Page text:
My Celtic forbears clung tenaciously to the earthly elements in their original religion—sacred mountains, sacred streams and wells, and fire. In a little town in Wals an older woman with a heart condition walked us to the sacred well. We happened to be on the island of Inis Oirr off the west coast of Ireland twice on June 24—the feast of St. John the Baptist who was a firebrand in his own right. We saw tractors with carts hauling junk to a high place on the island.  Tractors are everywhere and it is not unusual to see them parked at the pubs! When dark descends on the feast day, the islanders turn out to celebrate around a huge flaring bonfire. Curiosity got the best of me. The Celts literally threw holy water on a very “pagan” and ancient practice. You see June 24 is that time of the year when the sun begins it’s descent into winter darkness and the cold. The purpose of the fires is to give back warmth to the sun so that it will continue to provide light and heat. Try as they might the officials of Roman Christianity could not douse this fiery, nature-bound ritual. They christianized the ritual by associating it with the celebration of the feast of the precursor of the Christ who is the Light of the World.
The pope’s comments about being close to the fire that is the Risen Christ should remind us to look behind the externals of rituals to discover the deeper meaning of cosmic elements.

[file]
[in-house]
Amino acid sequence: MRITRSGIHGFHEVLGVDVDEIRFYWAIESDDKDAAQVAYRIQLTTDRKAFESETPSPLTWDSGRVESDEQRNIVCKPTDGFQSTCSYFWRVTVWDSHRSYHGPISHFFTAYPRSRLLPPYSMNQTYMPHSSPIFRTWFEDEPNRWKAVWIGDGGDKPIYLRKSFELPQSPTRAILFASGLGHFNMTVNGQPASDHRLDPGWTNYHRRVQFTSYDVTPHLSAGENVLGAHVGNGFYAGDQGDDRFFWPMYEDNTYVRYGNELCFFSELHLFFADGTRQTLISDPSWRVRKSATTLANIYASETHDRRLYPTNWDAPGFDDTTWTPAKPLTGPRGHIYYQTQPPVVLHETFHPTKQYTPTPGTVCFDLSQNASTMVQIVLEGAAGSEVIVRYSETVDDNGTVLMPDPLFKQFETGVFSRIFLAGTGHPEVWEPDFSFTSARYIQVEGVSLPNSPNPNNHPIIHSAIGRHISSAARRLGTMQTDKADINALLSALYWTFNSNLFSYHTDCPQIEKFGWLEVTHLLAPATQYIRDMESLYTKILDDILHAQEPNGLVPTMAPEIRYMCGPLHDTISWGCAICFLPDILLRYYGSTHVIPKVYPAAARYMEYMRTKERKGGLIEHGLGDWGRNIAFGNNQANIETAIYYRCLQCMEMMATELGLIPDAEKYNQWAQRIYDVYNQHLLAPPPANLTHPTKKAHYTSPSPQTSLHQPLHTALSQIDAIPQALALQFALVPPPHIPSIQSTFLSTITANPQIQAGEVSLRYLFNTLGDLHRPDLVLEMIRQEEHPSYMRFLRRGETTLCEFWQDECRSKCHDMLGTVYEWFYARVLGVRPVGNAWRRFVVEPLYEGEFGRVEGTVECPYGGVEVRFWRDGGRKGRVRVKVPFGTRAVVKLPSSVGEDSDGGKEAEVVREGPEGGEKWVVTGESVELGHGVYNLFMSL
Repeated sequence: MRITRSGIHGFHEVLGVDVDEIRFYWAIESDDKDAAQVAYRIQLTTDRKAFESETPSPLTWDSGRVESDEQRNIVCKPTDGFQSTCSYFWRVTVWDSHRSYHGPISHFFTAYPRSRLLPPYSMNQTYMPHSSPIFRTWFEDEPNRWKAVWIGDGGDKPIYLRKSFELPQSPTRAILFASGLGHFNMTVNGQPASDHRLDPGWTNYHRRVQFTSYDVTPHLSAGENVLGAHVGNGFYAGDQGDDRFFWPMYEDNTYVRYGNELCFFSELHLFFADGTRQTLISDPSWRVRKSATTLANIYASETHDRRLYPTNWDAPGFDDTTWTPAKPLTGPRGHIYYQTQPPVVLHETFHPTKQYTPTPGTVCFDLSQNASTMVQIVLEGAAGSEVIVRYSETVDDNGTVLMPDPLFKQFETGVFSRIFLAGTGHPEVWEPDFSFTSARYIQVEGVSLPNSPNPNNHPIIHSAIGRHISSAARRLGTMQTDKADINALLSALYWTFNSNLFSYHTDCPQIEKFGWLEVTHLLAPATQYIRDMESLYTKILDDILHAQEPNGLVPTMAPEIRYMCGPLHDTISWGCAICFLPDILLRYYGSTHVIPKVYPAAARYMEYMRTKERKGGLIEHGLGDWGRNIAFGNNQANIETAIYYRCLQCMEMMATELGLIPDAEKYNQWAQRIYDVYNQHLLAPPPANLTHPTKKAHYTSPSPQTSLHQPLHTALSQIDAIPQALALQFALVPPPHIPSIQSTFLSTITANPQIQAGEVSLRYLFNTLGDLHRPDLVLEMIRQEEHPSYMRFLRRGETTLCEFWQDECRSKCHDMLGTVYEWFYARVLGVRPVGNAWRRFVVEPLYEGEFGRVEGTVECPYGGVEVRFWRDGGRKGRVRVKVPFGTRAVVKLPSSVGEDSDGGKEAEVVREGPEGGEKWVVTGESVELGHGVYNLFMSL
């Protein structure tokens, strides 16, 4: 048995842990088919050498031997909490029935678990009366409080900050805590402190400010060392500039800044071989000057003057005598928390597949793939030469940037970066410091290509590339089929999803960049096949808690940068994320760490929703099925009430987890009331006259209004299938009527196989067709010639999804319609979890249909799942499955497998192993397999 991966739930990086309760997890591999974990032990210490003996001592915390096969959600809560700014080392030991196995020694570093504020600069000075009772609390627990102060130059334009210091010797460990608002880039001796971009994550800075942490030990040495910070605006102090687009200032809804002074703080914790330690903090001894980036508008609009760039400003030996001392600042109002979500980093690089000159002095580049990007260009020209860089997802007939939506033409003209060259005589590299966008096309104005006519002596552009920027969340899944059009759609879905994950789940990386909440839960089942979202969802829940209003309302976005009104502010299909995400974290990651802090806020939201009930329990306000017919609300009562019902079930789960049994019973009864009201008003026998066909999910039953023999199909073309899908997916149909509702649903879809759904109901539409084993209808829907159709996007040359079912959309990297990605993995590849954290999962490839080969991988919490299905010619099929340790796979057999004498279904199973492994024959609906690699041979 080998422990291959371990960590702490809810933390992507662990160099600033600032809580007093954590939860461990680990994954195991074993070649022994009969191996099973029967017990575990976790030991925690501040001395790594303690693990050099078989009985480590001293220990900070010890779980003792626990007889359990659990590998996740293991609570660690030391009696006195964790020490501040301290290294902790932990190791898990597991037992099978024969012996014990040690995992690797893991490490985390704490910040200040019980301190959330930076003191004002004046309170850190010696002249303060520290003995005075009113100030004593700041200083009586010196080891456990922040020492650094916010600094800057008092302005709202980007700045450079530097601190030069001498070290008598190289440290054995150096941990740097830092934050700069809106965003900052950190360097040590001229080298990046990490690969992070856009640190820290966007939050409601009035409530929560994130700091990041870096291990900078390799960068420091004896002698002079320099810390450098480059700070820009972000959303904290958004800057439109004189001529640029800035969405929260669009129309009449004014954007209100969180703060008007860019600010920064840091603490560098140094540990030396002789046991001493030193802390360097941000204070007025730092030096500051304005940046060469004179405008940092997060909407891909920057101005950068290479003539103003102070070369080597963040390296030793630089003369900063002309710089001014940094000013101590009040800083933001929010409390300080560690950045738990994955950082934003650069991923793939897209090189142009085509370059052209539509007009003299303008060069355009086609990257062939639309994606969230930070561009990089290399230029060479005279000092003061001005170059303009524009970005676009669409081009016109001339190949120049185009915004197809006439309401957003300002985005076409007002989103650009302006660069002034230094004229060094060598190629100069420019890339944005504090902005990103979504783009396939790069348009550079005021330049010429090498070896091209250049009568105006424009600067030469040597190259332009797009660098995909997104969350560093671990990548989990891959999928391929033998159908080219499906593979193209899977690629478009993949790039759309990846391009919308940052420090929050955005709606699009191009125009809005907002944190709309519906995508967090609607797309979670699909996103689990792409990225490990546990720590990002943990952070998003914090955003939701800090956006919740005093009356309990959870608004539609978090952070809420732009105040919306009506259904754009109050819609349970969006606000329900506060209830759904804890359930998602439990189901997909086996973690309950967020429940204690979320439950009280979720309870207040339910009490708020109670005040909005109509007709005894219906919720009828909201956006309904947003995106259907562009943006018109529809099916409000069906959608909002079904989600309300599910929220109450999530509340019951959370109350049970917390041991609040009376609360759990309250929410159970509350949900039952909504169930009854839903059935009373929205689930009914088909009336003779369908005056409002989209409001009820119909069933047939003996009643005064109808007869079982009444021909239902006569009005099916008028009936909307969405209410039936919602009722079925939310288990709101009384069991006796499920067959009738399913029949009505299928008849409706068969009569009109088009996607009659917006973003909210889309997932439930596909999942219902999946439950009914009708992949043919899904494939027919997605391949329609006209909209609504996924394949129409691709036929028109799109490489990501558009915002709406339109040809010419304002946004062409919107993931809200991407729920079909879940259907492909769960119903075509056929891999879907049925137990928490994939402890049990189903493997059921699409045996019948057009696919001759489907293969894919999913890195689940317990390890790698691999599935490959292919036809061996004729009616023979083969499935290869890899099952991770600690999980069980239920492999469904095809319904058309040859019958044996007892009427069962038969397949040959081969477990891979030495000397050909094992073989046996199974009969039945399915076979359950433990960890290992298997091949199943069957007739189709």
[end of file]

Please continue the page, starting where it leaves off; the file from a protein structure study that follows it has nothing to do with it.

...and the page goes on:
The fact that the pope specifically mentioned “illumination” is an acknowledgment of  contemplative or mystical practice. Teresa of Avila was introducing her reforms to the Spanish church at the time of the Inquisition. Teresa was denounced  before the Inquisition because she held firm to her convictions regarding interior religious practices like contemplation and meditation. Teresa knew that illumination is essential to spiritual practice even though its very personal nature can pose a threat to the institutional church. The pope’s acknowledgment of illumination is even more significant when we realize that the institutional church has always played down individual experience of the divine. It is hard to maintain control over a person’s experience of the Living One—it cannot be easily codified and made into doctrine. May the Light of the World illuminate our experience of the Holy One as it did for Teresa and John of the Cross. May the heat of the Risen Christ inflame our hearts.